- electrical shock
- high-voltage electric shock
What are the causes and risks of the injury?
- young children bite or chew on electrical appliances or cords
- young children poke an object, a finger, or other part of the body into an electrical outlet
- accidental contact with exposed parts of electric appliances or wiring
- electrical flashes from high-voltage power lines
- electric machines
What can be done to prevent the injury?
- using safety plugs in all outlets
- keeping electric cords out of the reach of children
- teaching children about the dangers of electricity
- making sure there are no electric lines in the way when working with ladders, poles, or other tall objects
- not using electric appliances while showering or wet
- never touching electric appliances while touching faucets or cold water pipes in the kitchen
- not working on electric appliances in the house without knowing how to do the wiring and remembering to turn off all of the electricity first
- using common sense and looking around carefully when working with electricity
How is the injury recognized?
What are the treatments for the injury?
- If possible, shut off the electric current by unplugging the cord, removing the appropriate fuse from the fuse box, or turning off the circuit breakers.
- Do not touch the person with bare hands while he or she is still in contact with the electrical source. If the current cannot be turned off, an object that does not conduct electricity can be used to push the source of the current away from the person or to push the person away from the source. A broom, chair, rug, or something rubber is a good choice. A wet object or a metal object would probably conduct electricity, causing the helper to get shocked.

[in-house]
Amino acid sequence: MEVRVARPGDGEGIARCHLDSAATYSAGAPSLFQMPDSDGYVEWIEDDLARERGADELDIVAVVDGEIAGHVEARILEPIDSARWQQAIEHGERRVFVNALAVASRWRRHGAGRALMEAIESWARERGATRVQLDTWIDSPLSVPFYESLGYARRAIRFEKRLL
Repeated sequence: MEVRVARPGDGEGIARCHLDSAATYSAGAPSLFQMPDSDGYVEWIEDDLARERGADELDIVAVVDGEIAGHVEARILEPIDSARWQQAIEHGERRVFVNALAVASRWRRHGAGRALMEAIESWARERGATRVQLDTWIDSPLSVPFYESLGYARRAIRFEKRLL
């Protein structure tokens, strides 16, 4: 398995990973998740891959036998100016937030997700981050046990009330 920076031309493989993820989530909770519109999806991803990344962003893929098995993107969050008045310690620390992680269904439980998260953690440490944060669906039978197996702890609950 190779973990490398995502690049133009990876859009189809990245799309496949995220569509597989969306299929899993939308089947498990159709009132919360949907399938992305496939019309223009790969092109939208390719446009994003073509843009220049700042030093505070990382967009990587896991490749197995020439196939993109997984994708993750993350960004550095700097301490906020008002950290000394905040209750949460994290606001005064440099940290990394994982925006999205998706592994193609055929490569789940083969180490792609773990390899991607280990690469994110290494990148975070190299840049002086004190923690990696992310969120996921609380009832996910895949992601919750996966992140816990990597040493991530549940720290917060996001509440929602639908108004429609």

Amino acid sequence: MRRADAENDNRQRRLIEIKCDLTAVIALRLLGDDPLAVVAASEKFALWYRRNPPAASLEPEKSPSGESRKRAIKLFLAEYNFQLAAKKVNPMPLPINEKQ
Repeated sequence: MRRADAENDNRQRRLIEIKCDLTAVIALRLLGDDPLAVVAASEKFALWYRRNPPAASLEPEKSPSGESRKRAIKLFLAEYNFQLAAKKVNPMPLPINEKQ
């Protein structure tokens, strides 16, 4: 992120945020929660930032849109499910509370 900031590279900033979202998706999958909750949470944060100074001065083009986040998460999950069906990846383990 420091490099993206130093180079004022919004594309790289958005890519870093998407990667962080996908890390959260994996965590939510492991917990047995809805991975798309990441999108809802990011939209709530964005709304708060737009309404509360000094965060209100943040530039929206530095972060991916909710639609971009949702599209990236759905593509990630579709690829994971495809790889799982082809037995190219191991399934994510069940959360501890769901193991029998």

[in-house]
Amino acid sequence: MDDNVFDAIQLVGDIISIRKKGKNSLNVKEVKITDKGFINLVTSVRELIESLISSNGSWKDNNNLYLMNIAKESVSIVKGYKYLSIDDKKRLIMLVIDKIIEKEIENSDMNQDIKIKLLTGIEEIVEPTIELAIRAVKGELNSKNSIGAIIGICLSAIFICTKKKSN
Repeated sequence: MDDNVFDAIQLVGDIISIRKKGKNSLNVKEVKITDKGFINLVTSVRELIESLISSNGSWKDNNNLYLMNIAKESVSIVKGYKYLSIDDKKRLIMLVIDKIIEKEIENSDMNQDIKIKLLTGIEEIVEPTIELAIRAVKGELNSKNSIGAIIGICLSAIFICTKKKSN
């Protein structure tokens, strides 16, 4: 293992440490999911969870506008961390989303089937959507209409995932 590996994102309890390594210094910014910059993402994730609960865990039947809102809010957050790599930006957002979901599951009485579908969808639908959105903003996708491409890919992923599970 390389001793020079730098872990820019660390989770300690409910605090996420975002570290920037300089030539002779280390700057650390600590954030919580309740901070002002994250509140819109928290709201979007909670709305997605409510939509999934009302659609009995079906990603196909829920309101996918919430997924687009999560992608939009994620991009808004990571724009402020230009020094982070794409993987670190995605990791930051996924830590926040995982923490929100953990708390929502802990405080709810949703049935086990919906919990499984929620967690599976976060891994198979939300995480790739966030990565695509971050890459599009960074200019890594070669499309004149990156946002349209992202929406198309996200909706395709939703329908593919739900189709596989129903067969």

- Try to move the person while standing on something dry that does not conduct electricity. Failing to follow these measures can injure the helper.
- Check for signs of circulation, such as normal breathing, coughing, or movement in response to stimulation.
- Contact the
emergency medical systemimmediately.
- Start cardiopulmonary resuscitation, or CPR, if the person stops breathing. Use 15 chest compressions for every 2 mouth-to-mouth rescue breaths.
- Stay with the person until medical help arrives.
- Avoid moving the victim's head or neck after laying him or her down. The neck and back should not be bent unless the rescuer is certain that there are no other major injuries.
What are the side effects of the treatments?
What happens after treatment for the injury?